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Market Insight: Stand by for SUV ‘baby boom’

Size matters: The Subaru XV is just the latest member of Australia's burgeoning mini-SUV segment.

Mini-SUV sales set to soar in 2012 and beyond as new models reach the delivery stage

27 Jan 2012

AS OTHER segments struggled, the Australian taste for adventure-seeking SUVs remained strong during 2011 – and will continue to do so, although the shift towards less hardcore, more road-oriented crossover vehicles is becoming more pronounced as the market continues to gravitate towards conventional passenger car alternatives.

The influx of two-wheel-drive compact SUV variants has demonstrated this in recent times, and now a new genre – mini-SUVs – has become increasingly significant within the compact SUV segment, backed by both 4x2 and 4x4 drivelines in most cases although not exclusively, as seen with Subaru’s just-launched 4WD-only XV.

Perhaps overlooking some of the off-road limitations inherent in the small Impreza-based XV, Subaru Australia managing director Nick Senior this week branded the XV’s two-wheel-drive baby crossover rivals as ‘faux-wheel drives’.

Yet that might also reflect how Subaru is hemmed in with its 4WD brand policy – one that Mr Senior has promised will continue for all model lines other than the forthcoming rear-drive BRZ sports coupe.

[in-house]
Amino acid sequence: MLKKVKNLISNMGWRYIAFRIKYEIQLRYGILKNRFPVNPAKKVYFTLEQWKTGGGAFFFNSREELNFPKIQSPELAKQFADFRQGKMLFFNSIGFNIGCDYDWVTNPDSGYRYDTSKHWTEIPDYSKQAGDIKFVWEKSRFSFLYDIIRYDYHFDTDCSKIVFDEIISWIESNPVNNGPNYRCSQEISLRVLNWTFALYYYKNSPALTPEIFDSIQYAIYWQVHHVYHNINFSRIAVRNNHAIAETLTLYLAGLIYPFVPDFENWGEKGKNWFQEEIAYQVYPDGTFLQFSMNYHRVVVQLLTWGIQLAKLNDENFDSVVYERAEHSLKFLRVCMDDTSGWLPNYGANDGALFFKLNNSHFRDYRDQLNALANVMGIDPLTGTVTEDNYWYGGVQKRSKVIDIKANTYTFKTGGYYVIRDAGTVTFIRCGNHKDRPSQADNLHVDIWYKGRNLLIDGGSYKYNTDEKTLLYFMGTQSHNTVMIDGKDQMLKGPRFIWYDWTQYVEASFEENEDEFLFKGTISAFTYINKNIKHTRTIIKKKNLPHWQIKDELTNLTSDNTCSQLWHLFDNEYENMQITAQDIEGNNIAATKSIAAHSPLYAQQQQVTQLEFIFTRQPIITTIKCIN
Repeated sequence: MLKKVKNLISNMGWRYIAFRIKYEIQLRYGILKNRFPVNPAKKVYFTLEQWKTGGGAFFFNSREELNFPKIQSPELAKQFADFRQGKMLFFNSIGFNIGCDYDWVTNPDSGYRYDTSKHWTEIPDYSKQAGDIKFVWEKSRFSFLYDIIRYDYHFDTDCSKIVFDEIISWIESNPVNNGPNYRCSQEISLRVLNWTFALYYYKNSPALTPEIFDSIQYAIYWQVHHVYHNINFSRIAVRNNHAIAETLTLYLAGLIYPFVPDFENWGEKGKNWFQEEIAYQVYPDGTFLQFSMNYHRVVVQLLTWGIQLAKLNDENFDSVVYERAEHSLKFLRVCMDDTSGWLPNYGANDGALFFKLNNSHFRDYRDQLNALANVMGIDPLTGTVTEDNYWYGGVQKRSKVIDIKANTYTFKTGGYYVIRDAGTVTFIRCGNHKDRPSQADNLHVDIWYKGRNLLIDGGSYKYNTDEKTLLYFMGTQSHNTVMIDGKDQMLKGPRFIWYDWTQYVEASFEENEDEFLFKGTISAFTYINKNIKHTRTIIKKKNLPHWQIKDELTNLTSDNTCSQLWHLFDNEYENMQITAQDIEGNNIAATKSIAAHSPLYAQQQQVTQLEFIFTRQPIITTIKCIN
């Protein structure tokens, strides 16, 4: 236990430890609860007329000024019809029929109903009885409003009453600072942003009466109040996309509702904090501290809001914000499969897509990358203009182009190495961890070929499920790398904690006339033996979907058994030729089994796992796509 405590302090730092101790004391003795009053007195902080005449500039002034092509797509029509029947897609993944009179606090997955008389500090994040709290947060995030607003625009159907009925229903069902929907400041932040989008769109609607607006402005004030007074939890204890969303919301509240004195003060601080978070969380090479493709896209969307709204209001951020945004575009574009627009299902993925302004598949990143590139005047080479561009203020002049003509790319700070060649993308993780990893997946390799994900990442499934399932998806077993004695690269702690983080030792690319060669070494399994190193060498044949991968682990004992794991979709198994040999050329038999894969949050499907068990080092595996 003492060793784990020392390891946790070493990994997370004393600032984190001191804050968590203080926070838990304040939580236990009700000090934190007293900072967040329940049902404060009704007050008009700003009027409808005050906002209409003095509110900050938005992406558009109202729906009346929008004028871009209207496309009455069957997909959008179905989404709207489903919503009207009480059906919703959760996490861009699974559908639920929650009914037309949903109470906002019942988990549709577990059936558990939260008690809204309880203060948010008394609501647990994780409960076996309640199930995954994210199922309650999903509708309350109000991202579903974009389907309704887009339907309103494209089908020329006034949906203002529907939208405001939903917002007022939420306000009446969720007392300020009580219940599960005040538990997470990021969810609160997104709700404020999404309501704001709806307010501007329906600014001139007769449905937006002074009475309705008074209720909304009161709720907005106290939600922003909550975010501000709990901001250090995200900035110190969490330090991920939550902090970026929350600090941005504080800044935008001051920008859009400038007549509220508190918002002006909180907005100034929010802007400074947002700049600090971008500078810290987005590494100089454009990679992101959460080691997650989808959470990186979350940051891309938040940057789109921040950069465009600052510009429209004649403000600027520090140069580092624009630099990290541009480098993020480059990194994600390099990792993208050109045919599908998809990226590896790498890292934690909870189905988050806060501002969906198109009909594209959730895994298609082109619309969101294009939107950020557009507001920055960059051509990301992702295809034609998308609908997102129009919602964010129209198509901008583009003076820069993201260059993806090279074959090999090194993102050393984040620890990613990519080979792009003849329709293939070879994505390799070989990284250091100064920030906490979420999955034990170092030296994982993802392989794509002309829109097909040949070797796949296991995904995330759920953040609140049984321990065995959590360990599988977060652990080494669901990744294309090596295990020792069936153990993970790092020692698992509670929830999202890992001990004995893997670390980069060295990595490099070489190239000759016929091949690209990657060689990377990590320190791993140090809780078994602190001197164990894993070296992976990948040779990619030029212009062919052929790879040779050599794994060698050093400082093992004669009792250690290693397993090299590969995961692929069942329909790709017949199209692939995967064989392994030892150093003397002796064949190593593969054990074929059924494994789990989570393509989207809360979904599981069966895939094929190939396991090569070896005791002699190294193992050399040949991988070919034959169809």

128 center imageFrom top: Mitsubishi ASX, Nissan Dualis, Hyundai ix35, Kia Sportage, Skoda Yeti, Volkswagen Tiguan, Mini Countryman, Suzuki SX4, SsangYong Korando.

The key point is that car-makers are now moving quickly to capitalise on the global appetite for small road-going crossover vehicles that are distinctly different from light and small cars built off the same platform – hence the change in direction with the latest XV, which is no longer part of the Impreza stable, at least in terms of badging.

A substantial shift in sales volume with this new ‘crossover utility vehicle’ (CUV) sub-segment is likely to be dependent on big-volume brands such as Ford with its Fiesta-based EcoSport (as shown recently in Delhi) and Holden with the Barina-based Encore (unveiled via the Buick Encore in Detroit), both of which are expected here in 2013.

Before then, the compact crossover segment – which currently includes the Mitsubishi ASX, Nissan Dualis, Hyundai ix35, Kia Sportage, Skoda Yeti, VW Tiguan, Mini Countryman, Suzuki SX4, SsangYong Korando and Chery J11 – will continue to gather momentum as new models and variants come on to the scene.

Based on an entry point of 4450mm overall length or less, Jeep’s newly resurrected Compass also fits into the category, while the all-new ASX-based Peugeot 4008 and Citroen C4 Aircross are due here in the second and third quarters respectively.

The ASX itself is due for a significant upgrade in the second half, a 118TSI petrol version of the Yeti is expected before mid-year and the Dualis range is set to expand with the introduction of a diesel engine.

Further afield, Opel Australia is expected to launch its version of the Encore, known as the Mokka, in 2013, and Renault has designs on a sub-Koleos CUV – as previewed by the Captur concept in Geneva last year.

An influx of thoroughly modern, value-oriented Asian micro-SUVs is also anticipated before long, with SsangYong, to name one, set to bolster its standing in the segment after showing its production-oriented sub-Korando XIV-1 at last September’s Frankfurt motor show.